In a crisis situation, our leader can’t fall in love with what they’ve come up with. They have to constantly take in new information. They have to listen carefully. They have to consult with others. Then they have to then [00:22:30] make some decisions as part of that. They have to make those quick moving thoughts as you will as we’re going along, because then we get to the next skill which is where the rubber hits the road. At this point we have situational awareness and we also then have of course, we’ve crafted a response because we’ve improvised. Then of course we’ve been creative and we’ve been adaptable, but now we have to make a decision, and that’s a critical aspect [00:23:00] of these essential skills. We have to make a decision.

Now, of course you’re saying to me, “But of course, Regina. We all know that.” But you’ve all been in groups where the leader doesn’t make the decision. You know how painful that is. Once we have done the first three things, we now are the point of calling the question, and we have to keep moving forward and we have to make that decision. We can make a wrong one. Make another one.

[00:23:30] This is where we’re truly looking for leadership. When things are happening quickly and we’re not really in control of the situation, the one thing the leader can do is assume control. You can’t control the disaster but you can control the response, and this requires the mantle of leadership, and I ask, I beg the people that we’re working with in our client population when this happens, you have to lead. Many times what people will say to me is when you’re thinking about this decisive skill, “Who makes a really good leader [00:24:00] for a crisis management team?” And what I tell people historically is that you only need four things.

First of all, you need strong leadership skills. Secondly, I want somebody who is decisive, that’s willing to make a decision and if it’s wrong, make another one. Third, they have to have a good overall understanding of the business. They don’t have to be a subject matter expert in anything, just a good understanding of the business. And last, and critically important, [00:24:30] is that senior leadership must respect this individual, whomever it is. The last thing you want to happen is that during the crisis your executives come into the space and say, “Who is that person?” Who’s actually leading the effort and they don’t know them, they don’t trust them, they pushed them aside, and all of a sudden we have chaos. So it’s critically important that they have those four skills. Leadership, decisiveness, broad understanding of the business, and respected by senior leadership, because what we’re looking for [00:25:00] in one of our essential skills is decisiveness.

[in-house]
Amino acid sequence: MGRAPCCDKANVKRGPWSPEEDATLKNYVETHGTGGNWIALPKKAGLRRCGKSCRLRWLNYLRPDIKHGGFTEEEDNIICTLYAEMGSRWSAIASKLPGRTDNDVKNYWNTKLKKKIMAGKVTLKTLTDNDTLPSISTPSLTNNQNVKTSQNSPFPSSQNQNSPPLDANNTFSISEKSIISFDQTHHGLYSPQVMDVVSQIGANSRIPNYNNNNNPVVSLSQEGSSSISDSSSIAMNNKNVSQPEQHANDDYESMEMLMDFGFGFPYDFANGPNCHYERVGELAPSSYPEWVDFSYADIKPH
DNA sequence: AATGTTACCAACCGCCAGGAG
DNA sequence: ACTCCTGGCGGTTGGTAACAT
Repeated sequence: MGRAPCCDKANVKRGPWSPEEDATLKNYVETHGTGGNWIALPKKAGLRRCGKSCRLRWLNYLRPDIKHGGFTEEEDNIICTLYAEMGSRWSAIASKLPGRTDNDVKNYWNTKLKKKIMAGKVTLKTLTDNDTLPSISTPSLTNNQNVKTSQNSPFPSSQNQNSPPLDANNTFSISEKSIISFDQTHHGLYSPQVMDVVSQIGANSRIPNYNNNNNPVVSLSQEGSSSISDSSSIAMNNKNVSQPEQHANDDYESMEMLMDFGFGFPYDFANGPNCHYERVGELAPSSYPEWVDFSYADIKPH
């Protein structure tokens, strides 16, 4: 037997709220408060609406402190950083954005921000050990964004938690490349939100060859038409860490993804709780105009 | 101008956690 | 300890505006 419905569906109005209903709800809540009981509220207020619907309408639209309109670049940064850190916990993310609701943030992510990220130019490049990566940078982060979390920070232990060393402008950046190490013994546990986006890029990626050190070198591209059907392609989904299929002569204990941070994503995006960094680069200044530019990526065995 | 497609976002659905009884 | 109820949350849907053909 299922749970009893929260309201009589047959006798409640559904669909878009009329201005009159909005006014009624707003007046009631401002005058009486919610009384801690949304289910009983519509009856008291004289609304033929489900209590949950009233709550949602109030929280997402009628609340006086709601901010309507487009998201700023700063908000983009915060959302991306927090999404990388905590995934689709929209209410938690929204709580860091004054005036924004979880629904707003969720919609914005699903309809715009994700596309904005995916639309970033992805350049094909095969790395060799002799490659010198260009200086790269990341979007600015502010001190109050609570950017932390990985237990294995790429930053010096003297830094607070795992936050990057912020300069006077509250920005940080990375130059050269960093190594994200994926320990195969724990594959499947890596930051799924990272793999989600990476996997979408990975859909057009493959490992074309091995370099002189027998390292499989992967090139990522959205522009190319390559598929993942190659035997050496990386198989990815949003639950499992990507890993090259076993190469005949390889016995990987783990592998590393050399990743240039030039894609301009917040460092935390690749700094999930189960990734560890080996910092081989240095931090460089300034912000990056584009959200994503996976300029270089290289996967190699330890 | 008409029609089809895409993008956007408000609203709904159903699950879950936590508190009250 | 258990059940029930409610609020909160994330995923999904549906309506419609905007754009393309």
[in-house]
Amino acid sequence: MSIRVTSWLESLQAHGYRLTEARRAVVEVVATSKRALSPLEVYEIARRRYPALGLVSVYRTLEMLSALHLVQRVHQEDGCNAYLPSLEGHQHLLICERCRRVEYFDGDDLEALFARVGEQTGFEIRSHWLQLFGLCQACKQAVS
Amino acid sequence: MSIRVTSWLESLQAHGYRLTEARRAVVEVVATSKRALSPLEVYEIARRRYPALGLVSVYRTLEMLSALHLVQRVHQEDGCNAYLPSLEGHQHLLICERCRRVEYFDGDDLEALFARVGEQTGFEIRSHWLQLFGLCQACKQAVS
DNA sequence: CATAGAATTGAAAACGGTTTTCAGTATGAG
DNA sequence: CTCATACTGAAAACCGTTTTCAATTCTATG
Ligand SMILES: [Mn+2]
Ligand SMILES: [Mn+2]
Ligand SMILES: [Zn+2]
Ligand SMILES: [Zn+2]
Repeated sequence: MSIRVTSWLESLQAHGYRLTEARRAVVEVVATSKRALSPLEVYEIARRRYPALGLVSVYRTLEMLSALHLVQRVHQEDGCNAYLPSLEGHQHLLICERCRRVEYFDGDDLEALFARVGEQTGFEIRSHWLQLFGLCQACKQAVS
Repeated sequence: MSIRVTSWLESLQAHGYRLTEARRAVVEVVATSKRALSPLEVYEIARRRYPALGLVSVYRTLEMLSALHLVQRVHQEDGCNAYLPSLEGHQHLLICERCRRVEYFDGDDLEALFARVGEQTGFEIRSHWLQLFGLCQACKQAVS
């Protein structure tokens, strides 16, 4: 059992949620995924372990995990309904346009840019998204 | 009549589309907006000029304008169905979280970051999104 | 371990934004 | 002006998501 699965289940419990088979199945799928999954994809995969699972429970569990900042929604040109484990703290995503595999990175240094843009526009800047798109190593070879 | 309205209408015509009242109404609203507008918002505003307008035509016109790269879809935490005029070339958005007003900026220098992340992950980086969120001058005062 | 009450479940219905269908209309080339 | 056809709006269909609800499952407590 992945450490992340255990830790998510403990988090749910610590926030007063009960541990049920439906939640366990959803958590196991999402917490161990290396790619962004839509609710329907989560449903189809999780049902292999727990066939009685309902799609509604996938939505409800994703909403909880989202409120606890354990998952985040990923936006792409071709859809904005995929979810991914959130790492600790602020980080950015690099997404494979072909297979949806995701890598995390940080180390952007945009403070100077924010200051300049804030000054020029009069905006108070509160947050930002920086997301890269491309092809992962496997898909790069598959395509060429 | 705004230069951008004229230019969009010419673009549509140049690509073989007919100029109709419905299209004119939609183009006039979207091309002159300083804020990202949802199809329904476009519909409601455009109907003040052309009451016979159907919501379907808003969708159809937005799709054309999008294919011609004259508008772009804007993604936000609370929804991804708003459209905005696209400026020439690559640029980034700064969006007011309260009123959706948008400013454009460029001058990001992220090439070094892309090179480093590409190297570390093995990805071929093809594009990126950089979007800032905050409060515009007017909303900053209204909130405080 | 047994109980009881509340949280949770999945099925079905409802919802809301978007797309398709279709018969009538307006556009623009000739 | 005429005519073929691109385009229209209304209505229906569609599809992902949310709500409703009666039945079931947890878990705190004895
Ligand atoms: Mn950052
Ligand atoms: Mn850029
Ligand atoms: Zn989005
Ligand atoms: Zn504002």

Once we’ve made the decision now it’s time to act, and at this point what we’re doing is the rubber is hitting the road. We’ve made the decision based on the three other factors, and now what we’re doing is that we’re literally enacting our plans that many times were written right that moment and we’re standing back as we’re implementing them and we’re constantly looking at the response. We want to make sure, and this is critically important, that you have really good feedback [00:25:30] loops to actually assess that you’re actually meeting the plan, and again what I would say to you is if you do not currently develop an incident action plans, I would highly encourage you to do that. I’ll be talking about that next month in a webinar for Everbridge.